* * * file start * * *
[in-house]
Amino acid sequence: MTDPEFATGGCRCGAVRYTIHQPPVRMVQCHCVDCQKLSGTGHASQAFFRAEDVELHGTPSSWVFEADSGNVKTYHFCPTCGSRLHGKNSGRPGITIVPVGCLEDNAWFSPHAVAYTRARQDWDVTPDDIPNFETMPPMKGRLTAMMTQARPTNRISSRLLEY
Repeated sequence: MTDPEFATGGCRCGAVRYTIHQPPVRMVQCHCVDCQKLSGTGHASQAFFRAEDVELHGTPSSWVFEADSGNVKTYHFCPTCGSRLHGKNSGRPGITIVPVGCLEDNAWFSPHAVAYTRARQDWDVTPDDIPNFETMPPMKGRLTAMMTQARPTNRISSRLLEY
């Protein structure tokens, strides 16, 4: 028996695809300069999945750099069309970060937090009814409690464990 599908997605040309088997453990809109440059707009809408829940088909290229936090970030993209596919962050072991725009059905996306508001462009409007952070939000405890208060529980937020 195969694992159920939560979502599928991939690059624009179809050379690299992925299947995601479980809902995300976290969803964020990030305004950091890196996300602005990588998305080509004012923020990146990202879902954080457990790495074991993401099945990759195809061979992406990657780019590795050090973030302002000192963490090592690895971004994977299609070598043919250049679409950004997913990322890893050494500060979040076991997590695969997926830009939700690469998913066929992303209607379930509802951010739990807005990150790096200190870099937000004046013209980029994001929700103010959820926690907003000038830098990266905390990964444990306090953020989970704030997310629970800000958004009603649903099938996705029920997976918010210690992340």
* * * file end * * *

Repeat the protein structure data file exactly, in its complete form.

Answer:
[in-house]
Amino acid sequence: MTDPEFATGGCRCGAVRYTIHQPPVRMVQCHCVDCQKLSGTGHASQAFFRAEDVELHGTPSSWVFEADSGNVKTYHFCPTCGSRLHGKNSGRPGITIVPVGCLEDNAWFSPHAVAYTRARQDWDVTPDDIPNFETMPPMKGRLTAMMTQARPTNRISSRLLEY
Repeated sequence: MTDPEFATGGCRCGAVRYTIHQPPVRMVQCHCVDCQKLSGTGHASQAFFRAEDVELHGTPSSWVFEADSGNVKTYHFCPTCGSRLHGKNSGRPGITIVPVGCLEDNAWFSPHAVAYTRARQDWDVTPDDIPNFETMPPMKGRLTAMMTQARPTNRISSRLLEY
């Protein structure tokens, strides 16, 4: 028996695809300069999945750099069309970060937090009814409690464990 599908997605040309088997453990809109440059707009809408829940088909290229936090970030993209596919962050072991725009059905996306508001462009409007952070939000405890208060529980937020 195969694992159920939560979502599928991939690059624009179809050379690299992925299947995601479980809902995300976290969803964020990030305004950091890196996300602005990588998305080509004012923020990146990202879902954080457990790495074991993401099945990759195809061979992406990657780019590795050090973030302002000192963490090592690895971004994977299609070598043919250049679409950004997913990322890893050494500060979040076991997590695969997926830009939700690469998913066929992303209607379930509802951010739990807005990150790096200190870099937000004046013209980029994001929700103010959820926690907003000038830098990266905390990964444990306090953020989970704030997310629970800000958004009603649903099938996705029920997976918010210690992340």